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    Broad panel testing can be cost-effective based on the number of biomarkers requiring testing in NSCLC and may avoid the added cost and risk of rebiopsy13

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    Shorter turnaround time

    Expanded-panel testing at diagnosis may take less time than consecutive single-gene tests in a process-of-elimination approach13

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    Consistent reporting

    Expanded panel testing provides results for many biomarkers in one report rather than multiple different reports14

  • KRAS G12C is already included in most NGS panels and can also be detected by currently available PCR and Sanger sequencing methods5

How to test and report

The KRAS G12C point mutation can be detected in tissue and liquid biopsy specimens using common molecular testing methods5,15

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    Most NGS platforms already test for KRAS G12C. There are also many PCR platforms capable of KRAS G12C testing5

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    Tissue biopsy in NSCLC remains the gold standard—and liquid biopsy shows a high degree of concordance15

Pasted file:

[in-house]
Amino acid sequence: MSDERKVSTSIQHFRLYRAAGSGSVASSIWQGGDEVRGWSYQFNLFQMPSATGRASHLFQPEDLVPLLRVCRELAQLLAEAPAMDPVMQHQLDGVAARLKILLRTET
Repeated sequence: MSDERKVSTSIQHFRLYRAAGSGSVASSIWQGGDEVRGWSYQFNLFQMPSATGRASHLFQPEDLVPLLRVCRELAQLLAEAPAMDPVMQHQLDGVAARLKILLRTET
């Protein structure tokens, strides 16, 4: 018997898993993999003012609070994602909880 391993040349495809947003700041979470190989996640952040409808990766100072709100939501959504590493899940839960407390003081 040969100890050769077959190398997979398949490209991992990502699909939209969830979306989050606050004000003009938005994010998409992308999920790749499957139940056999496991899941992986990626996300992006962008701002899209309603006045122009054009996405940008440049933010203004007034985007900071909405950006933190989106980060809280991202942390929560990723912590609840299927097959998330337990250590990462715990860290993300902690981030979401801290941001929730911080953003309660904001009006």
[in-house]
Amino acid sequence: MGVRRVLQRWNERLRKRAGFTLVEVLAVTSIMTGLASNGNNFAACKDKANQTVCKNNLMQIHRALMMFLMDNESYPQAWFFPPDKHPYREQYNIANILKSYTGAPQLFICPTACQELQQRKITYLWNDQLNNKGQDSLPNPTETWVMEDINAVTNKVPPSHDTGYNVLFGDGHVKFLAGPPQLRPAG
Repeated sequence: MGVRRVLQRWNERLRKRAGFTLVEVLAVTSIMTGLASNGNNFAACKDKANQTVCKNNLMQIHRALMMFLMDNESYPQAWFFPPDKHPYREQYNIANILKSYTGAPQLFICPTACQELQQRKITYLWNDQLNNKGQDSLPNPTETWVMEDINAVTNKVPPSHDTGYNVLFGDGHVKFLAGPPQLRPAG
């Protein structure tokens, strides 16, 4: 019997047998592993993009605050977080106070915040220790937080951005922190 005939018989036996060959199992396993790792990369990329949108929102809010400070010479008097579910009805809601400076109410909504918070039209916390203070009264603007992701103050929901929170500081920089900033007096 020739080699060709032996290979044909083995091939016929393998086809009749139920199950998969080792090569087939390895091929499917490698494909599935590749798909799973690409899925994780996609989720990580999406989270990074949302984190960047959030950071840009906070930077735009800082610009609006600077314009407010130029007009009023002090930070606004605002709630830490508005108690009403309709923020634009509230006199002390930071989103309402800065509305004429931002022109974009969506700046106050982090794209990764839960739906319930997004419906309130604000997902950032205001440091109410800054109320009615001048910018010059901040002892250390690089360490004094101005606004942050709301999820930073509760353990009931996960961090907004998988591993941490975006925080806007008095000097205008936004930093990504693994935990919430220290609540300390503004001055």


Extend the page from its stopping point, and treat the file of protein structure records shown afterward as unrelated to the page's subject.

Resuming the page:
NGS (FFPE sample) PCR (FFPE sample)
Reliability* 1%–10% sensitivity, 95%–100% specificity9,16 1%–5% sensitivity, 96%–100% specificity17-19
DNA/RNA Input 10–1,000 ng DNA/10–200 ng RNA16,20-22 50–300 ng DNA/50–1,000 ng RNA18,20,23,24
Turnaround Time3,9,19,20 4–14 days 1–7 days
  • Specialty infrastructure required25
  • Variable sensitivity and specificity across assays9
  • CAP/IASLC/AMP Guidelines state that single-gene KRAS testing may be offered in addition to EGFR, ALK, and ROS1, to exclude patients from further testing3
    • Consider listing KRAS G12C at the variant level in your reports, as some analytical reports may not specify this mutation7

*Includes whole genome and targeted NGS analyses and quantitative/real-time and digital PCR analyses.9

CAP/IASLC/AMP Guidelines recommend a turnaround time of no more than 10 days.3

Liquid biopsy may be used with high degrees of concordance as an alternative to tissue-based testing15

biopsy-desk biopsy-mob

Image reproduced with permission from Pantel K, et al.26

One form of liquid biopsy consists of obtaining ctDNA from plasma, which can be used to identify genomic alterations26